Published on November 13, 2018
In October 1997, Billy Beane, an outfielder-turned-front-office-executive, was named General Manager of the Oakland Athletics. The A’s were one of the lowest-revenue teams in Major League Baseball, with an aging stadium and a small but dedicated fan base. With no salary cap and limited revenue sharing, the league placed teams like the A’s at a serious competitive disadvantage. Large-market teams like the New York Yankees and Boston Red Sox could massively outspend their smaller-market counterparts. The Yankees’ player payroll of $125 million in 2002 was three times that of the A’s.
In today’s Medicare Advantage market, the “Big Five” – UnitedHealth, Humana, Aetna, Kaiser, and Anthem – look a lot like the Yankees and Red Sox. With 8.6 million Medicare Advantage enrollees (excluding Special Needs and Employer plans), the Big Five now control 60% of the market. 240 different companies control the other 40%. And the Big Five are getting bigger. Almost all the net enrollment gains in 2017 and 2018 went to the Big Five – they added almost 1.4 million net new members, and the rest of the industry added just 61,600.
Individual Medicare Advantage Growth and Market Share, 2015-2018
Source: Carrot MarketView™
The Big Five have more personnel, technology, marketing dollars, national brand recognition, and contract negotiating leverage. Yet despite their formidable resource advantages, they are not winning everywhere. There are many markets where mid-sized plans are more than holding their own. The five Metropolitan Statistical Areas where the mid-sized plans are performing the best are Baltimore (MD), San Diego (CA), Rochester (NY), Lafayette (LA), and Columbia (SC). In the following map, the green counties show areas where mid-sized plans are gaining share, and the red counties are areas where the Big Five are strengthening:
Where are Mid-Sized Plans Holding Their Own? 2018 vs. 2017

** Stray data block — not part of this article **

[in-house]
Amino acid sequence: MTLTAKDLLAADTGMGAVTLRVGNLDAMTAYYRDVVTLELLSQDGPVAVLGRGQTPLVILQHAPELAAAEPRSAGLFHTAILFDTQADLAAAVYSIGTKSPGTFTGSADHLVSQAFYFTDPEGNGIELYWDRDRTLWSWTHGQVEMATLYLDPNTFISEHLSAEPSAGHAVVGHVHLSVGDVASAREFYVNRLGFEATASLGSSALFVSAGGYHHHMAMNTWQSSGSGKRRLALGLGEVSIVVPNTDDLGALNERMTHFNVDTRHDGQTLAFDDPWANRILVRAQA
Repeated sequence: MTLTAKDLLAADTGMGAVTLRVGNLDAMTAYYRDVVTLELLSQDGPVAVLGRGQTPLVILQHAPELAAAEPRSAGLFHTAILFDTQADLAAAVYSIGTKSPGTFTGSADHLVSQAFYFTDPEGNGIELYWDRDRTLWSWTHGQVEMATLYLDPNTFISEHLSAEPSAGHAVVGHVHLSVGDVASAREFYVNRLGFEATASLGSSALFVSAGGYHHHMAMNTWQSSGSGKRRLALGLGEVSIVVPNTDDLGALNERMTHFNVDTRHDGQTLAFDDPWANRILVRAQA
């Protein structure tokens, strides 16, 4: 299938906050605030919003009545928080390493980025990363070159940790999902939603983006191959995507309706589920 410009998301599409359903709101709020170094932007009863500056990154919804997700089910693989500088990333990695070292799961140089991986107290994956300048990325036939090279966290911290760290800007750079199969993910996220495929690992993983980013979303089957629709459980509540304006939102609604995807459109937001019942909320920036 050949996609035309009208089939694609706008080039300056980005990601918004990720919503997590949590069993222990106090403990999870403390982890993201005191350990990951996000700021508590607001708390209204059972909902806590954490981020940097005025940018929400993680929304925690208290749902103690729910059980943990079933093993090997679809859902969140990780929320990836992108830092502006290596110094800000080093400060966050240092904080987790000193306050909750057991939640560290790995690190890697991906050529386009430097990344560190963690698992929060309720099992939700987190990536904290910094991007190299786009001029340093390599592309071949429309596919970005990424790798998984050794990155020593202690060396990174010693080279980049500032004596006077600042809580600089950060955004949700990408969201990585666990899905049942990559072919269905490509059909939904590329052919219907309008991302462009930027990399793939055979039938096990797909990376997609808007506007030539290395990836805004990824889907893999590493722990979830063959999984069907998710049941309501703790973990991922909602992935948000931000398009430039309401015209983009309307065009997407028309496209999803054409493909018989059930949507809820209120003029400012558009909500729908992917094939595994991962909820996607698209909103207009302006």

Source: Carrot MarketView™
Back to the Oakland A’s. With the deck stacked against them, they became one of baseball’s best teams under Beane’s leadership, with eight consecutive winning seasons, including 90 or more wins in six out of the seven seasons from 2000-2006. How did they do this? As Michael Lewis chronicled in Moneyball: The Art of Winning an Unfair Game, the A’s figured out how to use information in new and innovative ways. They systematically identified players who were undervalued by the market, uncovering opportunities that others had missed. They re-examined conventional wisdom and tactics for player evaluation and development.
The A’s won because they used data and analytics as a source of competitive advantage. They couldn’t outspend the large-market teams – so they outsmarted them.
Mid-sized health plans can do the same thing: leverage data and analytics to identify, and act upon, unique and dynamic opportunities in their local markets. For example, several Carrot MarketView customers are reinventing their approach to Annual Enrollment Period marketing outreach – they have begun using hyper-local consumer segmentations and predictive modeling to precisely target individuals who are most likely to respond and become new members. As we showed in a recent case study, this approach is dramatically more cost-effective than untargeted outreach, or one-size-fits-all national consumer models.
By using data and analytics as a source of competitive advantage, your organization can not only stave off the Big Five… but actually win the battle for market share. Are you ready to be the next Billy Beane?